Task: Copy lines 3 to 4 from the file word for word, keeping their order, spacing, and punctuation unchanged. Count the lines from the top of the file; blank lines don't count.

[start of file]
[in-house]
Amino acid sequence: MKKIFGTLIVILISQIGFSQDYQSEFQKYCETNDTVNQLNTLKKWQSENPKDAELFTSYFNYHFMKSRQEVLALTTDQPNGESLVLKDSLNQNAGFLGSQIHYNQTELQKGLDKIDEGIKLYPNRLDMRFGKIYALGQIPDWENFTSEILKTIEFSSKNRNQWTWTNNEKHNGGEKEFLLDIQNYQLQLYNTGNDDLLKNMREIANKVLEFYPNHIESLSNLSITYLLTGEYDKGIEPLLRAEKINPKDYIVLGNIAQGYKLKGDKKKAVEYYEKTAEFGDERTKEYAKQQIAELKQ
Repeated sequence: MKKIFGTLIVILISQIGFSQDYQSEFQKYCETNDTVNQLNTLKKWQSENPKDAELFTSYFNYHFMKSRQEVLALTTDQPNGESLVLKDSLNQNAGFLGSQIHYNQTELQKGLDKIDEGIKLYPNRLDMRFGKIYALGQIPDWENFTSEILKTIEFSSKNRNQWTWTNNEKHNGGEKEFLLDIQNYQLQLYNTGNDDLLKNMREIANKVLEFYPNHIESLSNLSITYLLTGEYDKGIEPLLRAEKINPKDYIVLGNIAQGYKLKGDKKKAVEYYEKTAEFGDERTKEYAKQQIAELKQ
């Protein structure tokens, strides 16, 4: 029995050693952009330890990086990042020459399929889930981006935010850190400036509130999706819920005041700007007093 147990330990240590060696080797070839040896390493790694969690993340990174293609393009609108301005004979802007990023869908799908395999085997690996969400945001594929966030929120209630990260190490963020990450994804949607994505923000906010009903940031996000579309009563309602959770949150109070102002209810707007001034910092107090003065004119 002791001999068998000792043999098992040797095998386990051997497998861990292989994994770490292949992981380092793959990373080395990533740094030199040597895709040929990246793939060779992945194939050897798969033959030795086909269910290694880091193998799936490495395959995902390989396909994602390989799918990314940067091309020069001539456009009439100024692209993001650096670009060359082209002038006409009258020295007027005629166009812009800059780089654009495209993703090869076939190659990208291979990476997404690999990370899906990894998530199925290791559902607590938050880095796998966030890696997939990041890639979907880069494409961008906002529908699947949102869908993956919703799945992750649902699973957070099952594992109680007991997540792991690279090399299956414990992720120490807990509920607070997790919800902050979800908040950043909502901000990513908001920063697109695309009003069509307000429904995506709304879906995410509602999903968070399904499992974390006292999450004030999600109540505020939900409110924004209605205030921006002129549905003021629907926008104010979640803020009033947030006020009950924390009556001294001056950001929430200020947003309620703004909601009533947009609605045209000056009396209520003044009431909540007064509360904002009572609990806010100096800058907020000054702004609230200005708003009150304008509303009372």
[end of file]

Repeated sequence: MKKIFGTLIVILISQIGFSQDYQSEFQKYCETNDTVNQLNTLKKWQSENPKDAELFTSYFNYHFMKSRQEVLALTTDQPNGESLVLKDSLNQNAGFLGSQIHYNQTELQKGLDKIDEGIKLYPNRLDMRFGKIYALGQIPDWENFTSEILKTIEFSSKNRNQWTWTNNEKHNGGEKEFLLDIQNYQLQLYNTGNDDLLKNMREIANKVLEFYPNHIESLSNLSITYLLTGEYDKGIEPLLRAEKINPKDYIVLGNIAQGYKLKGDKKKAVEYYEKTAEFGDERTKEYAKQQIAELKQ
């Protein structure tokens, strides 16, 4: 029995050693952009330890990086990042020459399929889930981006935010850190400036509130999706819920005041700007007093 147990330990240590060696080797070839040896390493790694969690993340990174293609393009609108301005004979802007990023869908799908395999085997690996969400945001594929966030929120209630990260190490963020990450994804949607994505923000906010009903940031996000579309009563309602959770949150109070102002209810707007001034910092107090003065004119 002791001999068998000792043999098992040797095998386990051997497998861990292989994994770490292949992981380092793959990373080395990533740094030199040597895709040929990246793939060779992945194939050897798969033959030795086909269910290694880091193998799936490495395959995902390989396909994602390989799918990314940067091309020069001539456009009439100024692209993001650096670009060359082209002038006409009258020295007027005629166009812009800059780089654009495209993703090869076939190659990208291979990476997404690999990370899906990894998530199925290791559902607590938050880095796998966030890696997939990041890639979907880069494409961008906002529908699947949102869908993956919703799945992750649902699973957070099952594992109680007991997540792991690279090399299956414990992720120490807990509920607070997790919800902050979800908040950043909502901000990513908001920063697109695309009003069509307000429904995506709304879906995410509602999903968070399904499992974390006292999450004030999600109540505020939900409110924004209605205030921006002129549905003021629907926008104010979640803020009033947030006020009950924390009556001294001056950001929430200020947003309620703004909601009533947009609605045209000056009396209520003044009431909540007064509360904002009572609990806010100096800058907020000054702004609230200005708003009150304008509303009372």